She tried to shake it off and continued walking.  She slowed as she approached Crichton’s quarters.  She heard movement.  In past nights, walking by the crew quarters like this, she had learned that he could be a very light sleeper sometimes.  Staying in the darker part of the hallway, she quietly neared his quarters, just enough to look through the lattice wall.  She could see that he wasn’t asleep.  He stayed in one position for less than a hundred microts before changing to another position, and then he did it again.  Fascinated, she watched him for a little while, until he seemed to find a comfortable position.  Then she realized that if his eyes were open, he might be able to see her.  She backed away and returned the way she’d come.

* * *

//Standing in the shadows, hiding from the light.

Reach out in the darkness, and hold on for your life.//

Through slitted eyes, John watched Aeryn watching him.  He found himself more awake and alert than before.  He wondered how often she did this.  Did she watch the others as she watched him?

She seemed to startle at something and backed away.  Listening for it, he could hear her quiet tread moving away from his room.  Had she seen him watching her?  If so, the next couple of days could be hell, unless he fixed this now.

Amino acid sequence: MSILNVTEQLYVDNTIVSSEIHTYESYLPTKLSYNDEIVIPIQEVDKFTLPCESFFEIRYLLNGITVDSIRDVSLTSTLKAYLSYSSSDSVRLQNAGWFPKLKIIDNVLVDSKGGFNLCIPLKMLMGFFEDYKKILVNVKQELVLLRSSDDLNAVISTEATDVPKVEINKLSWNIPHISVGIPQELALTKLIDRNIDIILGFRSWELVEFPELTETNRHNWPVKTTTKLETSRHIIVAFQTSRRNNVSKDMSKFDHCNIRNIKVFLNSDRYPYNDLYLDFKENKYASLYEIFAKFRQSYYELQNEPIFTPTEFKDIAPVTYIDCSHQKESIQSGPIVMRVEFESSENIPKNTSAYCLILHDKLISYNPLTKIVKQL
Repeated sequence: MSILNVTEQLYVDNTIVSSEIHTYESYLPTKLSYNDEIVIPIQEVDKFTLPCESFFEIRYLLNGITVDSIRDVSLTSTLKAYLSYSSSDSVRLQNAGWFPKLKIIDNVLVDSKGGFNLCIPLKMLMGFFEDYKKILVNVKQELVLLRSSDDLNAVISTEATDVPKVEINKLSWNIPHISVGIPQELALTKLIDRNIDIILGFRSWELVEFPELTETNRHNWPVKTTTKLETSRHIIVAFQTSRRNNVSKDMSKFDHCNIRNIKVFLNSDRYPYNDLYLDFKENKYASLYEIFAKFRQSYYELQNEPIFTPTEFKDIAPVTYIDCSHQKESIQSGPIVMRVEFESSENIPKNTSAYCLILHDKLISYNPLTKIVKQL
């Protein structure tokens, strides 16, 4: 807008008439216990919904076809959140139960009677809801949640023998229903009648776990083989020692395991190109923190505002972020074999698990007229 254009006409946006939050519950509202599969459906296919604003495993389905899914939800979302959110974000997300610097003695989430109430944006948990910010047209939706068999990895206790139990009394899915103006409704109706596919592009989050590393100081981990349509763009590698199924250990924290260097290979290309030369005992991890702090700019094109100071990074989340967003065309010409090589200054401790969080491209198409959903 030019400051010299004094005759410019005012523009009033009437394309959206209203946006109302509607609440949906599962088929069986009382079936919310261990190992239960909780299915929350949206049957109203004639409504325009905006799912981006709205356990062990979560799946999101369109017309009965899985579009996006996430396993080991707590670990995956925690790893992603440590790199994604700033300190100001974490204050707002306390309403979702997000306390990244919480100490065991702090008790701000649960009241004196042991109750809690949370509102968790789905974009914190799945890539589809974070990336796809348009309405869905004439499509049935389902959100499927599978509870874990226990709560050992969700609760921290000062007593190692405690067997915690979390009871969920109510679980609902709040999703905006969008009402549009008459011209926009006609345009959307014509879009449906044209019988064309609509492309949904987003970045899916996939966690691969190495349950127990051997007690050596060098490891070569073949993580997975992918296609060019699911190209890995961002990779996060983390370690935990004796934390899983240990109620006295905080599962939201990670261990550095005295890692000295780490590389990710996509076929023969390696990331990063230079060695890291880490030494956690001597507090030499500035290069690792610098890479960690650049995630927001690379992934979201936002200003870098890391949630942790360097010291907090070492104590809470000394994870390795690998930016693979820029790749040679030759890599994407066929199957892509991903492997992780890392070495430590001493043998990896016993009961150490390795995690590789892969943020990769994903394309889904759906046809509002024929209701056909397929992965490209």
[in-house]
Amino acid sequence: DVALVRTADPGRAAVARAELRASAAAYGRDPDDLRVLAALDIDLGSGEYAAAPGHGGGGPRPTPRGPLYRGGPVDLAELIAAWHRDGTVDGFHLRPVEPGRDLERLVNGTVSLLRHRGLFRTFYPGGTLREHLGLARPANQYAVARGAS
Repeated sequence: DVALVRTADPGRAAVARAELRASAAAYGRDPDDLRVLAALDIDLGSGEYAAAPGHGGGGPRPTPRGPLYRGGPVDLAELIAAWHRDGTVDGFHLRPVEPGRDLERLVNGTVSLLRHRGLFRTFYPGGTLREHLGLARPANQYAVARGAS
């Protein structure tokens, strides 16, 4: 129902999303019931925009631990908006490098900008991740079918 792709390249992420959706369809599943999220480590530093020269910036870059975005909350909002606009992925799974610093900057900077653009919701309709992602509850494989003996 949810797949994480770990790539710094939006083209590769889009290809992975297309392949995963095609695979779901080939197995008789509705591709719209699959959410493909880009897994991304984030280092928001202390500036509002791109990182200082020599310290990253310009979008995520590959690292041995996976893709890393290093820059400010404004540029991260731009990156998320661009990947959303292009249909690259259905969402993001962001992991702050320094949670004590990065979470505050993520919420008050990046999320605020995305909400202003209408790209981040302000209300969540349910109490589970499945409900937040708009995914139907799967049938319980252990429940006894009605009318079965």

Maybe it *was* time for another chat with Aeryn.  He didn’t know if he was up for the war of words it might entail, but he knew he had to do it.  Rising from his bed, he dressed and headed for her quarters.

* * *

She had *run* … from *him* … because she was afraid he might see her watching him.  *Why?*

She needed to clear her head.  The best place to do that, she’d found, was the terrace.  The quickest way led through Command.  She shook her head.  So be it.  D’Argo was usually good enough not to ask too many questions.

Arriving in Command, she saw D’Argo at the holographic table, examining a stellar map they’d obtained on their last planetfall.